Civil service strike on 15 October is about more than pay…writes Marianne Owens

14 October 2014
PCS members will be taking part in a 24 hour strike on Wednesday 15th October, joining

PCS R&C Euston Tower Branch on a picket Line

PCS R&C Euston Tower Branch on a picket Line

hundreds of thousands of other public sector workers in a week of action that will culminate in the TUC demonstration in London & Glasgow on the 18th October.

PCS members are however striking about far more than just simply pay. Members are severely affected by the pay freezes and pension increased and as a consequence are around 20 percent worse off than 5 years ago, however, this strike is about much more.
The current government have already begun to privatise large sections of the services that PCS members deliver, they have cut services and jobs to the bone leaving the public unable to easily access public services such as tax advice where all 281 public offices closed in June meaning that the only way the public can get advice about their tax is over the phone or internet.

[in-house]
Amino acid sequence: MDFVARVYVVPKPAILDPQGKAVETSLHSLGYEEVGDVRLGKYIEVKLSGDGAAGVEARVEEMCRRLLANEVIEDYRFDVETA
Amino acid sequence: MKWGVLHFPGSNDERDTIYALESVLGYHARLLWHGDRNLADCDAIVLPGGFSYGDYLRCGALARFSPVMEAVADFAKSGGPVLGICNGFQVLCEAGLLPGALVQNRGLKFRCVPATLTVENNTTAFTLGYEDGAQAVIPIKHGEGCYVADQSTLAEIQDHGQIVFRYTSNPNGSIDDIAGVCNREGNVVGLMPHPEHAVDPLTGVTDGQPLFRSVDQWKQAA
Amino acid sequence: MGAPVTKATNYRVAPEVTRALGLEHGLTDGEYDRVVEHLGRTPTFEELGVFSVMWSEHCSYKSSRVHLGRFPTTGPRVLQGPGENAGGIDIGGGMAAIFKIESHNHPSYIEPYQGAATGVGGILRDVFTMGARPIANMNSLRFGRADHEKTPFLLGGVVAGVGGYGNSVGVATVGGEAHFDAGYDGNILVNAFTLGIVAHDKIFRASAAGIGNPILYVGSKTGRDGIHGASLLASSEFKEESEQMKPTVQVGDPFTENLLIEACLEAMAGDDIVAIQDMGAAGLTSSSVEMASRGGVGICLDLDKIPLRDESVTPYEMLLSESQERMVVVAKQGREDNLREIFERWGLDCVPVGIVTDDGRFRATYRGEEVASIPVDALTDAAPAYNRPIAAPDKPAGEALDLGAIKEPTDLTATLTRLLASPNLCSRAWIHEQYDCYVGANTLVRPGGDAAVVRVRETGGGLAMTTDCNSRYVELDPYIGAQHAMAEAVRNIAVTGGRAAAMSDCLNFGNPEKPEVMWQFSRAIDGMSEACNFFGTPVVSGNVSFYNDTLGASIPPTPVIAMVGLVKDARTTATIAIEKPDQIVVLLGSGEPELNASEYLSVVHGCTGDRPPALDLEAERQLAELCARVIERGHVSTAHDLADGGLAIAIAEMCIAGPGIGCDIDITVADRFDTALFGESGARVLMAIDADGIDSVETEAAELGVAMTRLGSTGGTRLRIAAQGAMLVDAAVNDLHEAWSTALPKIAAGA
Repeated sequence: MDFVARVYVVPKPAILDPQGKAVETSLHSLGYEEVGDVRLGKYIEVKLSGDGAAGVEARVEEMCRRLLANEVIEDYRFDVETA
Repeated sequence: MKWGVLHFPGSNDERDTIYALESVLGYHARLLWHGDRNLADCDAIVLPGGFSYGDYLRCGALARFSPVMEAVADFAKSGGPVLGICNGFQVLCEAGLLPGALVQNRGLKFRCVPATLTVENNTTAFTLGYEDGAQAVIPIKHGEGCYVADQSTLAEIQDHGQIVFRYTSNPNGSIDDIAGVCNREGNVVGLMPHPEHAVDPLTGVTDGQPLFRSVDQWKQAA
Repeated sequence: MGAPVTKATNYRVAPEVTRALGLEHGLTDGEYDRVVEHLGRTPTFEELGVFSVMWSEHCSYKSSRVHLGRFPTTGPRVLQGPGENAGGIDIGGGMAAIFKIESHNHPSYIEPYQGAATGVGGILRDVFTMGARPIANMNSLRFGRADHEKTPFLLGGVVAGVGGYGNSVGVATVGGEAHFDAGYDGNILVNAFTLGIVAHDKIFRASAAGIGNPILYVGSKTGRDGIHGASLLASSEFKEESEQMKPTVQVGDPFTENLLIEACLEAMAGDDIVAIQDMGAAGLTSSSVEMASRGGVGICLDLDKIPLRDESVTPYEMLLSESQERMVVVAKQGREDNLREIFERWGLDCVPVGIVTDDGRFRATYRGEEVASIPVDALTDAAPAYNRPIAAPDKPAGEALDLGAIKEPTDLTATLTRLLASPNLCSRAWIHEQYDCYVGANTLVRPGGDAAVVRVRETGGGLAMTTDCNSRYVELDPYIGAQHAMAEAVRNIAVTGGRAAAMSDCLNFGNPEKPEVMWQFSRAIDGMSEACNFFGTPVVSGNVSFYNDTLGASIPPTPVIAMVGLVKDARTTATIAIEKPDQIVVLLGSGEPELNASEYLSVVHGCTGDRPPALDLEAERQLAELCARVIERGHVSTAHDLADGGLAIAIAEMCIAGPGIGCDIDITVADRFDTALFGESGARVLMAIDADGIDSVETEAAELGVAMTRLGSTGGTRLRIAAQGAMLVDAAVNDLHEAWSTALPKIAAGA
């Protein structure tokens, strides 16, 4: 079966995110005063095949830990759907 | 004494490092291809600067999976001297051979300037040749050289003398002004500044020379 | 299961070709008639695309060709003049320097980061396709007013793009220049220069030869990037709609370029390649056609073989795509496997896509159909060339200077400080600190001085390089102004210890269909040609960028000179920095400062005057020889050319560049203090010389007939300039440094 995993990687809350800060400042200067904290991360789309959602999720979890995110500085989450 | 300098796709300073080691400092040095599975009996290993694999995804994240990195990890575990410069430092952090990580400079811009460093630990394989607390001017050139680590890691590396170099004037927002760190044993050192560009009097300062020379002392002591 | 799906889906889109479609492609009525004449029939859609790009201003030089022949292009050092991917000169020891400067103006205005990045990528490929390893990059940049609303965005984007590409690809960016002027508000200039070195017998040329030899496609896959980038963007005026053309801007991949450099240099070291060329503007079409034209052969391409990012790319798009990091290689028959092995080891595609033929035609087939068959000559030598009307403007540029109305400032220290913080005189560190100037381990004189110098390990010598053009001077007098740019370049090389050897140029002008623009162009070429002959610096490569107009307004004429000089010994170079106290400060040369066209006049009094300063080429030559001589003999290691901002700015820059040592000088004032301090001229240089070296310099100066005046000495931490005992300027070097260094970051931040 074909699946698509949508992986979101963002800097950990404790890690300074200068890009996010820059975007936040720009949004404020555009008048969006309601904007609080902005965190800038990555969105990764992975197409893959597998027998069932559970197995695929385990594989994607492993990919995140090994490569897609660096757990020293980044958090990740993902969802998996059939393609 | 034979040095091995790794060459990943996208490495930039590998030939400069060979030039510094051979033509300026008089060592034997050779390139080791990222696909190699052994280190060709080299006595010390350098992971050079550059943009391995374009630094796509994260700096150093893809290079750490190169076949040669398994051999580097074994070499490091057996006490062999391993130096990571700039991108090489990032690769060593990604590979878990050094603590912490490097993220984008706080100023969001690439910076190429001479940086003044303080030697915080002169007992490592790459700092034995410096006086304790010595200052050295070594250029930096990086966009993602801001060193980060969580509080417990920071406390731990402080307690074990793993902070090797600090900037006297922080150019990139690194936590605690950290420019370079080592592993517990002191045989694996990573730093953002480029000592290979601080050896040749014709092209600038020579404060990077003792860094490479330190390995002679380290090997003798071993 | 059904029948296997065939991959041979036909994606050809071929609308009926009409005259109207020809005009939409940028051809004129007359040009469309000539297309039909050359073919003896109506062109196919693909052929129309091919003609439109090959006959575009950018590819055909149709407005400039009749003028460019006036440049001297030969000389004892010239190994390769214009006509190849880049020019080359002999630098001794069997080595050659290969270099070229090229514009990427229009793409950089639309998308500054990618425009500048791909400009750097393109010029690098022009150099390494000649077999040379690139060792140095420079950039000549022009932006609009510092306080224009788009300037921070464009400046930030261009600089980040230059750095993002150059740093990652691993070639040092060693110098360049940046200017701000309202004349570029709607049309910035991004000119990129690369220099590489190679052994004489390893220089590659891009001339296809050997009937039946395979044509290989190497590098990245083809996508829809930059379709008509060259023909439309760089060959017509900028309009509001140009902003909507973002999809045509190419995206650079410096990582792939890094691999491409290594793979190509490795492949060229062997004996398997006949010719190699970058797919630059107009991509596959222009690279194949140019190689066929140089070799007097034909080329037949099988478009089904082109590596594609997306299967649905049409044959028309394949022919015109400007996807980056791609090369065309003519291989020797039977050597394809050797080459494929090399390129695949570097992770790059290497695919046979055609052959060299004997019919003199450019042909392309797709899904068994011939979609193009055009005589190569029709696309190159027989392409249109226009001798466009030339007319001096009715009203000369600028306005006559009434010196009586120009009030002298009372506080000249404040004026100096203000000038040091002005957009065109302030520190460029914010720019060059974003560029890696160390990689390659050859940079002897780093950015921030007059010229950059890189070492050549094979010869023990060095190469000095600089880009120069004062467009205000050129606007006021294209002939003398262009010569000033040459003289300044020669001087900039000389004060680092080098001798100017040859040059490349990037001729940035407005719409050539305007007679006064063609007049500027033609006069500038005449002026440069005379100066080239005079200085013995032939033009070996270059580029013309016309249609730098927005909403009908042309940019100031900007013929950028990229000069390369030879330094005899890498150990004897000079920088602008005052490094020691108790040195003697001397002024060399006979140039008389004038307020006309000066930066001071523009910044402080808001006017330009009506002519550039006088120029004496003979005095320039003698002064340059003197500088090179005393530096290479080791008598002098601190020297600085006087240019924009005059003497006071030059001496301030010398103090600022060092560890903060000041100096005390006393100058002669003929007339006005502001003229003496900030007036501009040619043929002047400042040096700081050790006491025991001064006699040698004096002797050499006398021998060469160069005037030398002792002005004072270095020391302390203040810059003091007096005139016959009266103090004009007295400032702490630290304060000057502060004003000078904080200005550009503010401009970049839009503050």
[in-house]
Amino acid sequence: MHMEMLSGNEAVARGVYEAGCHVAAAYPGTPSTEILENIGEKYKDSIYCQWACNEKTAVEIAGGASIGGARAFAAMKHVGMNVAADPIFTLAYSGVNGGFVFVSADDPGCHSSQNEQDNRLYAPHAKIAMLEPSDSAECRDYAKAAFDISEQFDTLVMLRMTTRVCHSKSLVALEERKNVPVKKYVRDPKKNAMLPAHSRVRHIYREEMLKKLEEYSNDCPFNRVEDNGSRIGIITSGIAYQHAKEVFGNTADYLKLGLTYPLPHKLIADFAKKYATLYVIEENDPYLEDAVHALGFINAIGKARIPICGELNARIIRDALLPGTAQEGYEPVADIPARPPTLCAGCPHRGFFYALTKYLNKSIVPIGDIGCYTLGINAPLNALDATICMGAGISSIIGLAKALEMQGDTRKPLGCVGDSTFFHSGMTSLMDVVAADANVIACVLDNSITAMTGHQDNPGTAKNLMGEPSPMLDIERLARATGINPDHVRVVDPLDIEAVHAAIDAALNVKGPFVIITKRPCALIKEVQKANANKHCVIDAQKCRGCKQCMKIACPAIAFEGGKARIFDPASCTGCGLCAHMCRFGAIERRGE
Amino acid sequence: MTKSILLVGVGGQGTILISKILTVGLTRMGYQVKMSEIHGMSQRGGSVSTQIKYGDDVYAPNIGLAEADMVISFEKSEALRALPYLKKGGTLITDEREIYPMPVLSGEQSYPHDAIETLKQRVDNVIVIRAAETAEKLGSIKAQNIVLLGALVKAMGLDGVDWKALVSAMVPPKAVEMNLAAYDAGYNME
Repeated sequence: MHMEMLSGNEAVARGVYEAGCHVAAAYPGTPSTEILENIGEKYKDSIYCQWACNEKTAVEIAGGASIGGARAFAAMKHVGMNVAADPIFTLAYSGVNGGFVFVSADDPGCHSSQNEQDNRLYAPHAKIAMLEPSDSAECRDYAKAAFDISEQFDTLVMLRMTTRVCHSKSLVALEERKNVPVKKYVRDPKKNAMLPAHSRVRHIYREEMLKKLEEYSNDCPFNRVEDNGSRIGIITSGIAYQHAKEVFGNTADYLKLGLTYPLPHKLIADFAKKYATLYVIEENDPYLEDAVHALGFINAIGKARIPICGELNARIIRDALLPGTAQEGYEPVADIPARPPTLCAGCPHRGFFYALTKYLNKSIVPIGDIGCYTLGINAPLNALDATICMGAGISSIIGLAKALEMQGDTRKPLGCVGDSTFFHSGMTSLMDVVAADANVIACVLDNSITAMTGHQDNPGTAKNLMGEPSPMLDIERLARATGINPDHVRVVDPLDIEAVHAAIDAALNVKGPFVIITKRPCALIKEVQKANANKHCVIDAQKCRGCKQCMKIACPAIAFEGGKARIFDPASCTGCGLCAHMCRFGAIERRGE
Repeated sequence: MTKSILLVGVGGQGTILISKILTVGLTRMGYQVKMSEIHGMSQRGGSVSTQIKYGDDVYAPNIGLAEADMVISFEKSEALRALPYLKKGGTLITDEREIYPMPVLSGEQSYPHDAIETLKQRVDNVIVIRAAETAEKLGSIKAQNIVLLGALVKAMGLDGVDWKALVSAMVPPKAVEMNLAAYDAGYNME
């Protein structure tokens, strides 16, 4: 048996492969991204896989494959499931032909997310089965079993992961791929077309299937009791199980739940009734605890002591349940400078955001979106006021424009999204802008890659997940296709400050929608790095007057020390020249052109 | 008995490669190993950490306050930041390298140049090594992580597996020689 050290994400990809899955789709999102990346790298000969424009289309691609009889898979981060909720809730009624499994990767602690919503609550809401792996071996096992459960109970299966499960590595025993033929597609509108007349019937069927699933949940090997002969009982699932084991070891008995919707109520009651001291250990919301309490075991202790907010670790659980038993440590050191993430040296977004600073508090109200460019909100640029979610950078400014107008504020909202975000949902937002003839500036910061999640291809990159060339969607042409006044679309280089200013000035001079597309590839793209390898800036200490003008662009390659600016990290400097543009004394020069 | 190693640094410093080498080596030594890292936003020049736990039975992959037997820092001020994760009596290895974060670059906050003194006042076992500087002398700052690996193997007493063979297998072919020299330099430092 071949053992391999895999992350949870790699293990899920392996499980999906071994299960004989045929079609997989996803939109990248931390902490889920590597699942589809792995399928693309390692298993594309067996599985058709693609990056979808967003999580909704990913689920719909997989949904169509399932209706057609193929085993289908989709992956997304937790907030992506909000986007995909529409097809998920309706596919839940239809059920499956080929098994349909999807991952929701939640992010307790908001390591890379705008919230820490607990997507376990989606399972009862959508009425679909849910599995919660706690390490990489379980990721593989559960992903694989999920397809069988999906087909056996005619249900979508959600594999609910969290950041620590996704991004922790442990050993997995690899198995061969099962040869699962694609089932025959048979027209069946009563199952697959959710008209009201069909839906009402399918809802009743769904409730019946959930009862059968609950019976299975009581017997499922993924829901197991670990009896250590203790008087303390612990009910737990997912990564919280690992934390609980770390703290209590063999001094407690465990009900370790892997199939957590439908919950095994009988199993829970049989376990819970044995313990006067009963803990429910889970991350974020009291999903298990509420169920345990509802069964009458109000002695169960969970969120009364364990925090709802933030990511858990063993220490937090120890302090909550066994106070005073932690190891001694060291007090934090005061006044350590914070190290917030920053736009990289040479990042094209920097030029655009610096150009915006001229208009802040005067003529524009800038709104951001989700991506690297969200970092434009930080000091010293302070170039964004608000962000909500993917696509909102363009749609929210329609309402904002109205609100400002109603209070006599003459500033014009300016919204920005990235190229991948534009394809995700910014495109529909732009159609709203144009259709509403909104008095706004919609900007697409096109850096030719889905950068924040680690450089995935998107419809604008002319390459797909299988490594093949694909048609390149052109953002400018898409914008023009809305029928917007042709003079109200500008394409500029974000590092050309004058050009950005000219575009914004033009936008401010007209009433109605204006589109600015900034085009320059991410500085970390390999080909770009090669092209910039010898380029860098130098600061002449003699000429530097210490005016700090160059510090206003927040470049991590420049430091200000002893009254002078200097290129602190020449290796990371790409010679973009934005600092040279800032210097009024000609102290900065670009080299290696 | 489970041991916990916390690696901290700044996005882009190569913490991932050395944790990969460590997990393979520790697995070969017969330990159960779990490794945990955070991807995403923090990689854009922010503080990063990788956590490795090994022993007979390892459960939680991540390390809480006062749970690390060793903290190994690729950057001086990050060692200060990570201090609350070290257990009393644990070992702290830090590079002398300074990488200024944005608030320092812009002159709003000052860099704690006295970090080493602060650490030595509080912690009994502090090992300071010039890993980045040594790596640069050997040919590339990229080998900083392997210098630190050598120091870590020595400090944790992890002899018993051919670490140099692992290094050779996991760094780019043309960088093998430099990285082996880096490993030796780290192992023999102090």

There are also direct attacks on the union, the majority of facilities time for union reps has been taken away and in some departments union rooms and access to computers and printers etc has been removed.
The Cabinet office has also begun to withdraw checkoff in some areas; the means by which union members subs have traditionally been taken straight from their wages.
PCS have however had some successes through campaigning & industrial action;
Strike action in the Land Registry stopped privatisation.
Strike action in HMRC led to 2000 permanent jobs being ‘found’ for fixed term staff who were at risk of redundancy.
Ministry of Justice members in the shared services centres took a week of action which led to protections for members whose jobs are currently being privatised.
Action works and PCS members are prepared to carry on fighting.
Marianne Owens, PCS NEC

1 comment

  1. Geoff Crawford said:

    Francis Maude’ s comments today on the Governments website infers that those that took part in strike action are inferior to those that crossed the Pickett lines and turned up for work as usual. I feel very let down by his comments since I regard myself as a very conscientious and loyal civil servant. Mr Maude also states that the actual turn-out of those that did strike was around one third of PCS’s estimation. What is the real figure here?

    15 October 2014 at 9:40pm

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